The reason I wanted to single Empire out is because the majority of the cast is black. Shonda Rhimes' shows have casts that include everyone. Some people refer to it as rainbow casting, others call it diverse casting. Rhimes just calls it normal casting and I would agree with her definition.
I recently referred to Empire as "the blackest show on television" – and I meant it as a compliment. Not only is the show unapologetically black, but it also happens to be one of the most successful shows in network history and released a soundtrack that debuted at No. 1 on the Billboard 200. I’m sure Madonna is somewhere still clutching her pearls.
Of course the show has its critics. What hit TV show doesn’t? Some folks feel like it shows black people in a negative light, while others don’t like the fact that there are more people of color in front of the camera than there are behind it. Even Empire star Malik Yoba went out of his way to make sure everyone knew the pilot was co-written by a white guy, Danny Strong, and has a white female showrunner who happens to be a lesbian, Ilene Chaiken.
But be that as it may, it’s still a black show that’s destroying everything in its path and for that I think it should be applauded.
With that being said, I knew the Empire effect was coming – I just didn’t know how it would present itself. And alas it showed up in the form of a very misguided Deadline article and a bunch of network pilots popping up with black and Latino actors cast in the lead roles.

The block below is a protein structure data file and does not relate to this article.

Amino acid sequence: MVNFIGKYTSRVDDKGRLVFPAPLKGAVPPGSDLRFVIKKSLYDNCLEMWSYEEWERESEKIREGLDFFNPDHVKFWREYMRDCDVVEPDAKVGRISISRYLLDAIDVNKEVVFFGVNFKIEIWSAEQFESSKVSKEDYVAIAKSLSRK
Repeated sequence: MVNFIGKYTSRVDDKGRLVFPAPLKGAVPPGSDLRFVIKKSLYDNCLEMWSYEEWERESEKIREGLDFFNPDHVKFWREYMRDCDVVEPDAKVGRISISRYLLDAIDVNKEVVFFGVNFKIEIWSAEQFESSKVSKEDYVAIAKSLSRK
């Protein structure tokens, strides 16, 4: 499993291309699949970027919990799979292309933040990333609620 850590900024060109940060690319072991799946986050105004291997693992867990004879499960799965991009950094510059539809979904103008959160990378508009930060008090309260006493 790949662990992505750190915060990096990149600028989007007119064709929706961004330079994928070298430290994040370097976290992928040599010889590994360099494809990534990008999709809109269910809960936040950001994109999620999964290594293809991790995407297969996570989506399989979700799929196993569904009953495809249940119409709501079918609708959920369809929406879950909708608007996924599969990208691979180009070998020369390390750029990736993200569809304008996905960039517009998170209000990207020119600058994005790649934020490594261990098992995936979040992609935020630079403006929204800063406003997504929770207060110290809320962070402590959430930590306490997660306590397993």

The truth is black people shouldn’t be celebrating and white people shouldn’t be running scared, because next pilot season something else will be the new black – and chances are it won’t be us. So black and Latino actors should enjoy this moment while it lasts because eventually Empire will be what Modern Family has become and something else will take its place. I just wish there could be an Asian Empire, a Native American Empire, a Middle Eastern Empire – you know, so every minority group could have a pilot season where they aren’t only going out for the "gay best friend," "eccentric neighbor" or "angry customer."
I have a dream too, that one day actors won’t be judged by the color of their skin, but by the content of their characters. I know we’ve made a lot of progress, but after reading Nellie’s article I was reminded that we still have a long way to go.